Opinion: Will you take the ‘Bunker Pledge’?

A recent post on LDV speculated who would be in the new leader’s shadow cabinet. A more interesting question is who will occupy his kitchen cabinet.

Every political leader has one – a group of staff and unpaid advisors acting as an ‘inner circle’. At best, such groups provide leaders with a sounding board and confidential advice from people they can trust. At worst, a bunker mentality develops, with the inner circle isolating the leader and feeding him information selectively.

Ming Campbell was not in the job long enough for this to become a serious problem but all his predecessors, at least as far back as David Steel, eventually retreated into the bunker.

The bunker syndrome has done considerable damage to the party. Isolation – combined with hubris – encourages the leader to inhabit an increasingly delusional universe, which inevitably generates conflict with party members not sharing his alternative reality. Paranoia ensues and the leader reacts by valuing personal loyalty over competence (incidentally, the fundamental failing of the Bush administration).

But the most damaging effect is the risk-averse culture. A good example is the party’s decision to oppose the Iraq War. Few now think this was a bad idea but it was another story in 2002-03. Charles Kennedy was put under huge pressure by many of his closest advisors not to take a high profile on this issue. It is to Kennedy’s credit that he withstood such pressure.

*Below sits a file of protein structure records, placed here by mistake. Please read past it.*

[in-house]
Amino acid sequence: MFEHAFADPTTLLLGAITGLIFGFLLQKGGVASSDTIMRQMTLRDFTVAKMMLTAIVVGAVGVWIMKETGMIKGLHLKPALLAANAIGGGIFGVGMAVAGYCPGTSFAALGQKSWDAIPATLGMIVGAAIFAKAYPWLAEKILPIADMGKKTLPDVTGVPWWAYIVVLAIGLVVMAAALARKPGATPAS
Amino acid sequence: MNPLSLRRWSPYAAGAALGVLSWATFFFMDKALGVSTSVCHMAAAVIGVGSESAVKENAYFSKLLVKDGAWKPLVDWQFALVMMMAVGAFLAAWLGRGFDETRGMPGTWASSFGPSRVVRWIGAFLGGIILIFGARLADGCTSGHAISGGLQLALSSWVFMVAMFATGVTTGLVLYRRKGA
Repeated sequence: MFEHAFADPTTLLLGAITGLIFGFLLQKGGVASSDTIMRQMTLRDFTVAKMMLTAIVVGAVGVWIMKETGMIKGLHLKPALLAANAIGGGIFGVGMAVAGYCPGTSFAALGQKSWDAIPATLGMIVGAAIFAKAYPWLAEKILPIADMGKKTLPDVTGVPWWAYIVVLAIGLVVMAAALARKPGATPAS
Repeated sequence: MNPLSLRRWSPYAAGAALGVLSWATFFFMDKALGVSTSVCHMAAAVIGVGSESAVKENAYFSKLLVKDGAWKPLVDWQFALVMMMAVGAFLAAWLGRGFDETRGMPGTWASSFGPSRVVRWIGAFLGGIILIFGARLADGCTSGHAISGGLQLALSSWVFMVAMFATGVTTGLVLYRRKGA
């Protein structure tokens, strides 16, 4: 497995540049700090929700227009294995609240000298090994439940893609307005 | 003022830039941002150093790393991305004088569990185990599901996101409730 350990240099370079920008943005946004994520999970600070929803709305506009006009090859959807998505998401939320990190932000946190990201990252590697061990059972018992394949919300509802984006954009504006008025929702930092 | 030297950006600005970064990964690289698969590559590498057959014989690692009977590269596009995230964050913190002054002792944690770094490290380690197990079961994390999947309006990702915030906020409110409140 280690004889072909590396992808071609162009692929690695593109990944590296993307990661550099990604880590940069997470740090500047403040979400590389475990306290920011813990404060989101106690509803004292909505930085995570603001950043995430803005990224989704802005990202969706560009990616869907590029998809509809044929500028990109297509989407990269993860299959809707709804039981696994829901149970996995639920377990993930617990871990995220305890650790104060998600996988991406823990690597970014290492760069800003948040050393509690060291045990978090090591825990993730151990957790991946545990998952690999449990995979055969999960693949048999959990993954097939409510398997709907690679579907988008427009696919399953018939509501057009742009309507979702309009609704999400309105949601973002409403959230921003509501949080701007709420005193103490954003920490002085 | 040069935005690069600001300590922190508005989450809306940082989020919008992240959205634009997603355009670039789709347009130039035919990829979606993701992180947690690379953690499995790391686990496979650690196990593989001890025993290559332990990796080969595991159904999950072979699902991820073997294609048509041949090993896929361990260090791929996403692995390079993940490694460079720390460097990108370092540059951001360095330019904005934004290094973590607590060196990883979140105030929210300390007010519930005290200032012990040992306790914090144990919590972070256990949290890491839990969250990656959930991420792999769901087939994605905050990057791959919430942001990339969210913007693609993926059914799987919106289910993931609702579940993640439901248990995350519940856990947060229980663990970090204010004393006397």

A more tragic example is the environment. The Liberals developed some far-sighted green policies back in the 1970s, providing the Liberal Democrats with a potential thirty-year head start. But successive leaders wasted this advantage, primarily because of excessive caution in the bunker. Now everyone’s jumped on the green bandwagon and it’s difficult to sound distinctive.

The party is at a low ebb and it needs to go for broke, not forever pull its punches and retreat into cautious positions. We can’t afford to be bland. It is therefore imperative that the next leader chooses staff and advisors who will stiffen his resolve rather than cover him with a wet blanket.

One of the main incentives for anyone wishing to join a leader’s kitchen cabinet is the prospect of a peerage, which is highly corrosive because it encourages a risk-averse culture. No-one in the inner circle dares take risks in case they appear disloyal and jeopardise their chances of preferment.